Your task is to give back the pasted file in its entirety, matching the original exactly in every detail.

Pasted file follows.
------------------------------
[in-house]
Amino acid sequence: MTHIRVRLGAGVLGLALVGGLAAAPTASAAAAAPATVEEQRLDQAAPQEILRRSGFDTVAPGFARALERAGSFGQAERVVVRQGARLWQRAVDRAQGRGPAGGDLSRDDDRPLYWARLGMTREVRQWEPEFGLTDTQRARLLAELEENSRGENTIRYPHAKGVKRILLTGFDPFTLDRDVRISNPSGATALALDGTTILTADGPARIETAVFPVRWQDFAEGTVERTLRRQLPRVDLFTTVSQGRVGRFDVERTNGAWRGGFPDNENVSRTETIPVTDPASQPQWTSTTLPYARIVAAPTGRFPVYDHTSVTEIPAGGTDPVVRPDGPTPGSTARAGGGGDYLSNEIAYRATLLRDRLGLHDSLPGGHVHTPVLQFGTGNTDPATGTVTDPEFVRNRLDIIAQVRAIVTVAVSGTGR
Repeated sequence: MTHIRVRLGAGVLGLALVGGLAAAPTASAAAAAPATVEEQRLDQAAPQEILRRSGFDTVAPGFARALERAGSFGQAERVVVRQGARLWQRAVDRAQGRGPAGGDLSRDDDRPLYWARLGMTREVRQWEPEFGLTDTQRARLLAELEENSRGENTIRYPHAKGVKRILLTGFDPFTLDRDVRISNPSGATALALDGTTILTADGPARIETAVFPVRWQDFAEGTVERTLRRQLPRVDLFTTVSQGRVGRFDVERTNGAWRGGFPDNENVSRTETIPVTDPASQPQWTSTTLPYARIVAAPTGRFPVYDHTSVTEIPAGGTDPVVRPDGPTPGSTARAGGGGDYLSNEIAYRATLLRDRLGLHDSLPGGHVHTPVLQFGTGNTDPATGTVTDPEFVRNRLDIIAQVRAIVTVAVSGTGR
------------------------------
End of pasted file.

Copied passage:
[in-house]
Amino acid sequence: MTHIRVRLGAGVLGLALVGGLAAAPTASAAAAAPATVEEQRLDQAAPQEILRRSGFDTVAPGFARALERAGSFGQAERVVVRQGARLWQRAVDRAQGRGPAGGDLSRDDDRPLYWARLGMTREVRQWEPEFGLTDTQRARLLAELEENSRGENTIRYPHAKGVKRILLTGFDPFTLDRDVRISNPSGATALALDGTTILTADGPARIETAVFPVRWQDFAEGTVERTLRRQLPRVDLFTTVSQGRVGRFDVERTNGAWRGGFPDNENVSRTETIPVTDPASQPQWTSTTLPYARIVAAPTGRFPVYDHTSVTEIPAGGTDPVVRPDGPTPGSTARAGGGGDYLSNEIAYRATLLRDRLGLHDSLPGGHVHTPVLQFGTGNTDPATGTVTDPEFVRNRLDIIAQVRAIVTVAVSGTGR
Repeated sequence: MTHIRVRLGAGVLGLALVGGLAAAPTASAAAAAPATVEEQRLDQAAPQEILRRSGFDTVAPGFARALERAGSFGQAERVVVRQGARLWQRAVDRAQGRGPAGGDLSRDDDRPLYWARLGMTREVRQWEPEFGLTDTQRARLLAELEENSRGENTIRYPHAKGVKRILLTGFDPFTLDRDVRISNPSGATALALDGTTILTADGPARIETAVFPVRWQDFAEGTVERTLRRQLPRVDLFTTVSQGRVGRFDVERTNGAWRGGFPDNENVSRTETIPVTDPASQPQWTSTTLPYARIVAAPTGRFPVYDHTSVTEIPAGGTDPVVRPDGPTPGSTARAGGGGDYLSNEIAYRATLLRDRLGLHDSLPGGHVHTPVLQFGTGNTDPATGTVTDPEFVRNRLDIIAQVRAIVTVAVSGTGR